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Title: The Reovirus Sigmal Aspartic Acid Sandwich: A Trimerization Motif Poised for Conformational Change

Abstract

Reovirus attachment protein {sigma}1 mediates engagement of receptors on the surface of target cells and undergoes dramatic conformational rearrangements during viral disassembly in the endocytic pathway. The {sigma}1 protein is a filamentous, trimeric molecule with a globular {beta}-barrel head domain. An unusual cluster of aspartic acid residues sandwiched between hydrophobic tyrosines is located at the {sigma}1 subunit interface. A 1.75 {angstrom} structure of the {sigma}1 head domain now reveals two water molecules at the subunit interface that are held strictly in position and interact with neighboring residues. Structural and biochemical analyses of mutants affecting the aspartic acid sandwich indicate that these residues and the corresponding chelated water molecules act as a plug to block the free flow of solvent and stabilize the trimer. This arrangement of residues at the {sigma}1 head trimer interface illustrates a new protein design motif that may confer conformational mobility during cell entry.

Authors:
; ; ; ; ;
Publication Date:
Research Org.:
Brookhaven National Laboratory (BNL) National Synchrotron Light Source
Sponsoring Org.:
Doe - Office Of Science
OSTI Identifier:
930399
Report Number(s):
BNL-81125-2008-JA
Journal ID: ISSN 0021-9258; JBCHA3; TRN: US200904%%679
DOE Contract Number:
DE-AC02-98CH10886
Resource Type:
Journal Article
Resource Relation:
Journal Name: Journal of Biological Chemistry; Journal Volume: 282
Country of Publication:
United States
Language:
English
Subject:
59 BASIC BIOLOGICAL SCIENCES; ASPARTIC ACID; CONFORMATIONAL CHANGES; MUTANTS; PROTEINS; RESIDUES; SOLVENTS; VIRUSES; WATER; national synchrotron light source

Citation Formats

Schelling,P., Guglielml, K., Kirchner, E., Paetzold, b., Dermody, T., and Stehle, T.. The Reovirus Sigmal Aspartic Acid Sandwich: A Trimerization Motif Poised for Conformational Change. United States: N. p., 2007. Web. doi:10.1074/jbc.M610805200.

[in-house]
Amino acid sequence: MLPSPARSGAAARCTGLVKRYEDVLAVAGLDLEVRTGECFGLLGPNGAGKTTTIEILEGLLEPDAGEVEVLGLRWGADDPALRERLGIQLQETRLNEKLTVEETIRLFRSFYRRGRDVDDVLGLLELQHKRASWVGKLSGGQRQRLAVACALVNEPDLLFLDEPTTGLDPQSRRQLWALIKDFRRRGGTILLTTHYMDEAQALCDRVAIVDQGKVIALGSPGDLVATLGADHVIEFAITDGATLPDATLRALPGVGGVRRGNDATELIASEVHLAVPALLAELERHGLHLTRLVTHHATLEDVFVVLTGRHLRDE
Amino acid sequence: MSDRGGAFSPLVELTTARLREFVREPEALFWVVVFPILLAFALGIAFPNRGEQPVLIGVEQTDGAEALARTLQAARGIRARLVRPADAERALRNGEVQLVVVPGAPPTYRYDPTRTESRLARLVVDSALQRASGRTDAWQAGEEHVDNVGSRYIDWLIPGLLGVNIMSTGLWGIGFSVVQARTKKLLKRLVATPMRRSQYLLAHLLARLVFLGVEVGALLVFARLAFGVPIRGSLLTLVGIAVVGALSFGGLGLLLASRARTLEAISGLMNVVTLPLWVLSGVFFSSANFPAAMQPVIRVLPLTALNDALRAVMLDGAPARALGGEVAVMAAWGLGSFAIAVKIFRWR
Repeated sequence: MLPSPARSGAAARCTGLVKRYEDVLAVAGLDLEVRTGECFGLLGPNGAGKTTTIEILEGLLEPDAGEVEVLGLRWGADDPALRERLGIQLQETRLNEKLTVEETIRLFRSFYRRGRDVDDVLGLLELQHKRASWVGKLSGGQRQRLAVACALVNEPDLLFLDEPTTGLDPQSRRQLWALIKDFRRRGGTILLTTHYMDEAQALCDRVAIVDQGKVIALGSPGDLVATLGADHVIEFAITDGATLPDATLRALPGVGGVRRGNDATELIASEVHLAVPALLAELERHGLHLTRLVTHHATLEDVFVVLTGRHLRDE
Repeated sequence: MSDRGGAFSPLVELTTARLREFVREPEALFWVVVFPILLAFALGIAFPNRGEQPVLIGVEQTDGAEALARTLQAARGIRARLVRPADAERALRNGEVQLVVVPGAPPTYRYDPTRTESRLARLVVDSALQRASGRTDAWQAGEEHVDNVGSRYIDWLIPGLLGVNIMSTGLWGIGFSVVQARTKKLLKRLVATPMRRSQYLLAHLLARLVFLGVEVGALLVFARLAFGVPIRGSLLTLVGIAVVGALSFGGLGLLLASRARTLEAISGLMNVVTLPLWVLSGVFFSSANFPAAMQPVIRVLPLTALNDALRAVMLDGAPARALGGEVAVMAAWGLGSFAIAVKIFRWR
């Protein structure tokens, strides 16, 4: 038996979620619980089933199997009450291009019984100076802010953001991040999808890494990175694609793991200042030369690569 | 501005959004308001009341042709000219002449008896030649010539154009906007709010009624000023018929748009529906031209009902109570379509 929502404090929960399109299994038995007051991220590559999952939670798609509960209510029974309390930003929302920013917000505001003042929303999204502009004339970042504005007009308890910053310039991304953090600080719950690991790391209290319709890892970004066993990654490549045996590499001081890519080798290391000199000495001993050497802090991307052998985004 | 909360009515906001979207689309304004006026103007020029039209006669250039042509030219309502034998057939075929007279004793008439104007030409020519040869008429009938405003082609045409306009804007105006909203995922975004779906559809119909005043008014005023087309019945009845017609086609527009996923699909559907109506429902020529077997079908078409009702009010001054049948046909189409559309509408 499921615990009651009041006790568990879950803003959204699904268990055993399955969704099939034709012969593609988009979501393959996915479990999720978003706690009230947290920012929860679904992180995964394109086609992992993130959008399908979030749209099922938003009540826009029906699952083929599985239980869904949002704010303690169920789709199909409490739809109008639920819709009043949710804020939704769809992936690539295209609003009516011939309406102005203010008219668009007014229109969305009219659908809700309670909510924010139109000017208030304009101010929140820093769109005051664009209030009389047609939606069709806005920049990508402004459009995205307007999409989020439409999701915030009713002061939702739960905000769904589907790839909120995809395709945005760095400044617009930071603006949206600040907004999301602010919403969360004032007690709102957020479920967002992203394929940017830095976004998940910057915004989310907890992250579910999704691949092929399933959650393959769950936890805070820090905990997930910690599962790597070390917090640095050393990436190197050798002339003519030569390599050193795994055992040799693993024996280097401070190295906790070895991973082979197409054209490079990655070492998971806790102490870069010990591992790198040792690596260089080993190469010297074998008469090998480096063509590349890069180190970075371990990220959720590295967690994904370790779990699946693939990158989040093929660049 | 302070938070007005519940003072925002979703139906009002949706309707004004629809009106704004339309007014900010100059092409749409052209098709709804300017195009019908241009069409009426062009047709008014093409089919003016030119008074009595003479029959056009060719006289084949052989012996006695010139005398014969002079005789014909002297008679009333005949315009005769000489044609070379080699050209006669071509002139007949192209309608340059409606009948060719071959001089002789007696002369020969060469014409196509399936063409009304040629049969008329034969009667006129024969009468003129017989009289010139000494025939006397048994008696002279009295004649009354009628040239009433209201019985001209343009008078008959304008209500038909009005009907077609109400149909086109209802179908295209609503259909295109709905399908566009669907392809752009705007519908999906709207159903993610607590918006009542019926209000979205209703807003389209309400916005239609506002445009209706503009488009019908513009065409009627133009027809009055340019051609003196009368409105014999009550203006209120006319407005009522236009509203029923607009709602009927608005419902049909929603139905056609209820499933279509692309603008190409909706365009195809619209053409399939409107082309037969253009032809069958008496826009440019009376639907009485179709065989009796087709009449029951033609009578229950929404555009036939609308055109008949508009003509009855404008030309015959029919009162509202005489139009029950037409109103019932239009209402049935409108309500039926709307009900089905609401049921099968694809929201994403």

Schelling,P., Guglielml, K., Kirchner, E., Paetzold, b., Dermody, T., & Stehle, T.. The Reovirus Sigmal Aspartic Acid Sandwich: A Trimerization Motif Poised for Conformational Change. United States. doi:10.1074/jbc.M610805200.
Schelling,P., Guglielml, K., Kirchner, E., Paetzold, b., Dermody, T., and Stehle, T.. Mon . "The Reovirus Sigmal Aspartic Acid Sandwich: A Trimerization Motif Poised for Conformational Change". United States. doi:10.1074/jbc.M610805200.
@article{osti_930399,
title = {The Reovirus Sigmal Aspartic Acid Sandwich: A Trimerization Motif Poised for Conformational Change},
author = {Schelling,P. and Guglielml, K. and Kirchner, E. and Paetzold, b. and Dermody, T. and Stehle, T.},
abstractNote = {Reovirus attachment protein {sigma}1 mediates engagement of receptors on the surface of target cells and undergoes dramatic conformational rearrangements during viral disassembly in the endocytic pathway. The {sigma}1 protein is a filamentous, trimeric molecule with a globular {beta}-barrel head domain. An unusual cluster of aspartic acid residues sandwiched between hydrophobic tyrosines is located at the {sigma}1 subunit interface. A 1.75 {angstrom} structure of the {sigma}1 head domain now reveals two water molecules at the subunit interface that are held strictly in position and interact with neighboring residues. Structural and biochemical analyses of mutants affecting the aspartic acid sandwich indicate that these residues and the corresponding chelated water molecules act as a plug to block the free flow of solvent and stabilize the trimer. This arrangement of residues at the {sigma}1 head trimer interface illustrates a new protein design motif that may confer conformational mobility during cell entry.},
doi = {10.1074/jbc.M610805200},
journal = {Journal of Biological Chemistry},
number = ,
volume = 282,
place = {United States},
year = {Mon Jan 01 00:00:00 EST 2007},
month = {Mon Jan 01 00:00:00 EST 2007}
}
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